The Peloridiidae are a family of true bugs, comprising 17 genera and 36 species. They are small, ranging in length from 2 to 4 mm, rarely seen, peculiarly lumpy, flattened bugs found in Patagonia (Argentina and Chile), New Zealand, eastern Australia, Lord Howe Island, and New Caledonia. All the Peloridiidae species are flightless, except one. Their present distribution suggests they have existed before the breakup of Gondwana, and their relation to Heteroptera (true bugs) dates back to at least the upper Permian, more than 230 Mya ago. Peloridiids are found amongst mosses and liverworts, commonly in association with southern beech forests. They have become known as moss bugs for their habit of feeding on mosses.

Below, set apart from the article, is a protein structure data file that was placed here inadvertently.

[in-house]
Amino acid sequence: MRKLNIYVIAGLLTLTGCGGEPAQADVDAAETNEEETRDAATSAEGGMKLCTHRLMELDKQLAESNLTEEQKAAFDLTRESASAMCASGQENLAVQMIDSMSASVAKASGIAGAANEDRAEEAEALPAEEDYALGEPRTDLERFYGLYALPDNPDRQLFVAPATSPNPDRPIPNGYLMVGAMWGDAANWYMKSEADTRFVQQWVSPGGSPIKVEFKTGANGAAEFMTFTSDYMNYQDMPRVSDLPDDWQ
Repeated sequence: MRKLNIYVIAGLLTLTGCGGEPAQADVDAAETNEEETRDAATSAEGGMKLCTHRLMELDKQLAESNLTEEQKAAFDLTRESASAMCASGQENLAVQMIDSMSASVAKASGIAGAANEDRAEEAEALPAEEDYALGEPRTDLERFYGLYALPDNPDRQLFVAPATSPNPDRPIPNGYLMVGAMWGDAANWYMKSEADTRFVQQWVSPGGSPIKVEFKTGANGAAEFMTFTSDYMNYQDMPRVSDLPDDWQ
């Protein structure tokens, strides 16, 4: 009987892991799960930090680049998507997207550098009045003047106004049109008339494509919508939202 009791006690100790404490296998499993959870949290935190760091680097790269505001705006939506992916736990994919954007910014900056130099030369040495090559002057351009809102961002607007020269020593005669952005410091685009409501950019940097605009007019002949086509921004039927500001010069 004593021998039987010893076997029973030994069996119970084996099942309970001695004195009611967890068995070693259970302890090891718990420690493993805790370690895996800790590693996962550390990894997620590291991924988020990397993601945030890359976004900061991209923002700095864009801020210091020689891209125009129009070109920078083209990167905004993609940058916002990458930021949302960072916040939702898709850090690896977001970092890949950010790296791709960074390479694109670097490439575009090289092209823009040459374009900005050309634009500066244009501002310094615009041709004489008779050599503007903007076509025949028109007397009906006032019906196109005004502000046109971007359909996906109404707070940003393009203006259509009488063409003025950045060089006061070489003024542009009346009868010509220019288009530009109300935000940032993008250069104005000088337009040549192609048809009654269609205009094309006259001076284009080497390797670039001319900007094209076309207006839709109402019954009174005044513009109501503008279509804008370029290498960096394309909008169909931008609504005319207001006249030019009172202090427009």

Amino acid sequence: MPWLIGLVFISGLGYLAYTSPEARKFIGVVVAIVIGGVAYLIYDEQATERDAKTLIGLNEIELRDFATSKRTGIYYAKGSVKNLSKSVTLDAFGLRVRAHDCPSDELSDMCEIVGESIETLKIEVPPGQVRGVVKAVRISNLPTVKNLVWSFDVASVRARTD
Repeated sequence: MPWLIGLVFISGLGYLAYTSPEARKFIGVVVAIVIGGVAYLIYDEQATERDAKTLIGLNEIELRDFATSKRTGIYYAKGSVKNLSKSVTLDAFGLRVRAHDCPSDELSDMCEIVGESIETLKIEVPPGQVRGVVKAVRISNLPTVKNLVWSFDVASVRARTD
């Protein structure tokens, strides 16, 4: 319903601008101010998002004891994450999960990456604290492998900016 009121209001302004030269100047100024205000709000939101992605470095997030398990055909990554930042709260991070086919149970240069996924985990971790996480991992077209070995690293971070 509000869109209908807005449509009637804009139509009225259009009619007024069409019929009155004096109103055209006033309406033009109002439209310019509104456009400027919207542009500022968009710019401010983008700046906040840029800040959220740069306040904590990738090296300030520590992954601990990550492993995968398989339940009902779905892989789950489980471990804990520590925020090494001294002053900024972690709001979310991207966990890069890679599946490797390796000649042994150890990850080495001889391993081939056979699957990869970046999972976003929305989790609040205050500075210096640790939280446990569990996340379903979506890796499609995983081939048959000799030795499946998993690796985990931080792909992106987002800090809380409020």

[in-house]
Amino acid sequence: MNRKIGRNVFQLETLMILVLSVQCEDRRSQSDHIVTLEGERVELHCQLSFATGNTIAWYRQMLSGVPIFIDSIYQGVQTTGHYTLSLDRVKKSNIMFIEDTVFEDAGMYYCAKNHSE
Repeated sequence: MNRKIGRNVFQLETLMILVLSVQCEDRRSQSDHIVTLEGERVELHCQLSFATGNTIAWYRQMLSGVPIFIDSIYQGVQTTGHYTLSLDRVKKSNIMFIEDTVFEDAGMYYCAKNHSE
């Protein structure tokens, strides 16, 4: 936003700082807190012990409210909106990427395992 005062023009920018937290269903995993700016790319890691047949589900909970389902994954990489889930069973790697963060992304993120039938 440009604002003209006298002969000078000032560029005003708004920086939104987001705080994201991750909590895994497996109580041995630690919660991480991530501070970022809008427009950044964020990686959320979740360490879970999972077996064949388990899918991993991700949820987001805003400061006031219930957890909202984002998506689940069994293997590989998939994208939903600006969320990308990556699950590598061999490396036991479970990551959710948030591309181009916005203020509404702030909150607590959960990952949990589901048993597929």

Peloridiidae are the only family in the suborder Coleorrhyncha, although alternative classifications treat the group as an infraorder within the suborder Prosorrhyncha, in which case it is called Peloridiomorpha (see the Heteroptera and Prosorrhyncha pages for a discussion).
- Hoch, H.; Deckert, J.; Wessel, A. (2006). "Vibrational signalling in a Gondwanan relict insect (Hemiptera: Coleorrhyncha: Peloridiidae).". Biology Letters 22 (2): 222–224. doi:10.1098/rsbl.2006.0451. PMID 17148367.
- Peloridium hammoniorum http://homepage.ruhr-uni-bochum.de/Andre.Mursch/14.htm
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